Precise timing of natural and cultural events provides a foundation for understanding how past natural phenomena have driven changes in population and culture. In this study, we used high-resolution Bayesian chronology to describe an event sequence of a massive and abrupt water level decline of a large lake and the contemporaneous cultural changes that occurred in eastern Fennoscandia during the mid-Holocene. The study provides the first transdisciplinary analysis of the causes and effects of the events by using a combination of archaeological, geological and ecological data. Nearly 6000 years ago, ancient Lake Saimaa, estimated to cover nearly 9000 km2 at the time, was abruptly discharged through a new outlet. The event created thousands of square kilometres of new residual wetlands. The archaeological record shows a profound cultural replacement and a subsequent sharp human population maximum in the area during the decades after the decline in water level. During the population maximum, the proportion of Alces alces (moose) in the diet rapidly increased and became prominent as a dietary resource. The eventual population decline in the area coincided with ecological development towards old boreal conifer forests, along with the colonization of a new species of tree Picea abies (Norway spruce). The new ecosystem was less suitable for moose to forage in, and this attenuated the dietary role of moose and thus contributed towards the eventual population and cultural decline. The methodological approach described in this paper allowed the reconstruction of past natural and cultural events and demonstrated how they can be causally intertwined.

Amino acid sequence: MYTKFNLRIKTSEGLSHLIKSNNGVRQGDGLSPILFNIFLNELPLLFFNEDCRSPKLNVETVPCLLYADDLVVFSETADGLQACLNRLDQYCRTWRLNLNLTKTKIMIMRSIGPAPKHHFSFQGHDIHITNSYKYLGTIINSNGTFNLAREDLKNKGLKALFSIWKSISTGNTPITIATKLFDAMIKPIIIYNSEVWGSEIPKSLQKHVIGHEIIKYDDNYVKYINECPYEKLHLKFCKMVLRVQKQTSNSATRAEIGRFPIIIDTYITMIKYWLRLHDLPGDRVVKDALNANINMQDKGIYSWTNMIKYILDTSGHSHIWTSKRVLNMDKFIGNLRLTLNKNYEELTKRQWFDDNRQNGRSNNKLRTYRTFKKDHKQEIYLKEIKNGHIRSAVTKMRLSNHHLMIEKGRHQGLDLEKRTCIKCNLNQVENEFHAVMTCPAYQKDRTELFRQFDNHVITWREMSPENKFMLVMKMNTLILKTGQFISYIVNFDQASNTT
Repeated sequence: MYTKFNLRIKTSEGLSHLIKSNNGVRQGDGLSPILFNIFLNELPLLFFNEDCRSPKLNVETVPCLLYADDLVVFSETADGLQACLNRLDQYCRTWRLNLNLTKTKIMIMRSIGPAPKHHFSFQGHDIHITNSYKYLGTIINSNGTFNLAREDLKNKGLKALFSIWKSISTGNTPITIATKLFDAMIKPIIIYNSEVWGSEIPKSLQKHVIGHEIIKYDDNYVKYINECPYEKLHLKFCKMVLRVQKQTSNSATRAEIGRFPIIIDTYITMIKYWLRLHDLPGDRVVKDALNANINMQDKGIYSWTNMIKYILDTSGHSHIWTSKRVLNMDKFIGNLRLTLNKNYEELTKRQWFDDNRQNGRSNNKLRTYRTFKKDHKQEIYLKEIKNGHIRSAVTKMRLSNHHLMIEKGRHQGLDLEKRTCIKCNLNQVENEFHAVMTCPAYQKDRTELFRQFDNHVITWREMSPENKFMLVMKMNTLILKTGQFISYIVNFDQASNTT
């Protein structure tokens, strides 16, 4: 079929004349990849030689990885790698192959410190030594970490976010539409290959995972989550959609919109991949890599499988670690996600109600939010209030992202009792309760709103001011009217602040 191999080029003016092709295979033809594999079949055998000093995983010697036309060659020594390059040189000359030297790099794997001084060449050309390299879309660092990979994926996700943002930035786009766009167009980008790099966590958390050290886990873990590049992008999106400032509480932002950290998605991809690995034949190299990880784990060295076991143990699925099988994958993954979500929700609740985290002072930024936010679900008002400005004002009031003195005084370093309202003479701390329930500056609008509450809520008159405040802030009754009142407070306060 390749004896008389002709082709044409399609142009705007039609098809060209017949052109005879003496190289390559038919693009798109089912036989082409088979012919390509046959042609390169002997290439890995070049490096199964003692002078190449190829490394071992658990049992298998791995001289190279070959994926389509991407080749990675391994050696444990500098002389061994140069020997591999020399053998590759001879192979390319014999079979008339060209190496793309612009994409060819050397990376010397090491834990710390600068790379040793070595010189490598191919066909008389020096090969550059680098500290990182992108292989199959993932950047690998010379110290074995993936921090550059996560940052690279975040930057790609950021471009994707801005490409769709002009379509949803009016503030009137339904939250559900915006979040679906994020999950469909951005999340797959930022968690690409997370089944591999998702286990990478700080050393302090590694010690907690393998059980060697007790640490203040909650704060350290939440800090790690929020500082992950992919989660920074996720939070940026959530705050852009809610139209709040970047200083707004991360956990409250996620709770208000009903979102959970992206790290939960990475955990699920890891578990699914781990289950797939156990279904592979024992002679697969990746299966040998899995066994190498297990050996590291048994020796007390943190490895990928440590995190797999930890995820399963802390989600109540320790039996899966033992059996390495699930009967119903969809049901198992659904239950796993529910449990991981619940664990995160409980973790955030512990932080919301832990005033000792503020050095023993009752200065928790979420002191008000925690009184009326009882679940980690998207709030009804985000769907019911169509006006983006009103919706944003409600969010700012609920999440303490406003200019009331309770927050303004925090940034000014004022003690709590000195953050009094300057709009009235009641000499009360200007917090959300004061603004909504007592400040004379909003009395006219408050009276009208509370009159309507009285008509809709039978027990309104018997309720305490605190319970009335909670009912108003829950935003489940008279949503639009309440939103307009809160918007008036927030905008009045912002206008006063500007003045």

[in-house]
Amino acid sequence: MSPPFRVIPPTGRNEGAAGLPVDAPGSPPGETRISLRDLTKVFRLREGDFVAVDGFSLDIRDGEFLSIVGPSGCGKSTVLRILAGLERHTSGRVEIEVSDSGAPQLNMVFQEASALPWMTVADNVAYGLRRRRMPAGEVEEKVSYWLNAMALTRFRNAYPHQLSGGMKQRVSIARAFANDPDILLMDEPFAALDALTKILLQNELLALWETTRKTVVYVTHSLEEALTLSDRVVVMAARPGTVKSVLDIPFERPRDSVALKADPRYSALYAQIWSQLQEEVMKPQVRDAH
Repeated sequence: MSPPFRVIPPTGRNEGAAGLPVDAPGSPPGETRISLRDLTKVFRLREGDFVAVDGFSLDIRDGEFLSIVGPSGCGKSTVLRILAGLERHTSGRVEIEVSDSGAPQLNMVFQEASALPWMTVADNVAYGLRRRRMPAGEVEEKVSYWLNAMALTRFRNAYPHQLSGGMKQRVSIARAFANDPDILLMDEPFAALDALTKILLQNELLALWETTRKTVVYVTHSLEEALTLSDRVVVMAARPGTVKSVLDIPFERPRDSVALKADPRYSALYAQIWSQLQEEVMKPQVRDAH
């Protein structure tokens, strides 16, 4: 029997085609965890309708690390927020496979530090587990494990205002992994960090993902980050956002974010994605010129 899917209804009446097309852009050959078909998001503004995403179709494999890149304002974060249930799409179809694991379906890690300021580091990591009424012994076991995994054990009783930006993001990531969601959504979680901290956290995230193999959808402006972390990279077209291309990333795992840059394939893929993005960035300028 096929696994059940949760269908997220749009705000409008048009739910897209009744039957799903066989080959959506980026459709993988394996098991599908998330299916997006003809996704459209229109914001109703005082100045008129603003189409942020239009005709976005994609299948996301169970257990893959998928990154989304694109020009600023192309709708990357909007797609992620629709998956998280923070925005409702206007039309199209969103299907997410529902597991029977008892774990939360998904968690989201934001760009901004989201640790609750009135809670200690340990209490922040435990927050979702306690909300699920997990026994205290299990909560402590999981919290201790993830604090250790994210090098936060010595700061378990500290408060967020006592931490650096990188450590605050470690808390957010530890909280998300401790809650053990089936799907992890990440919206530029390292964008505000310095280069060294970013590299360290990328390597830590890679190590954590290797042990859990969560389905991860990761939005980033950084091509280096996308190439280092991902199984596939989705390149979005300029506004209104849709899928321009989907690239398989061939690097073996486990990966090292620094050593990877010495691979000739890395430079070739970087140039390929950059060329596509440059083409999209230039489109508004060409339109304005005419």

|Issue number||DOI: 10.1177/0959683614544049|
|Publication status||Published - 20 Aug 2014|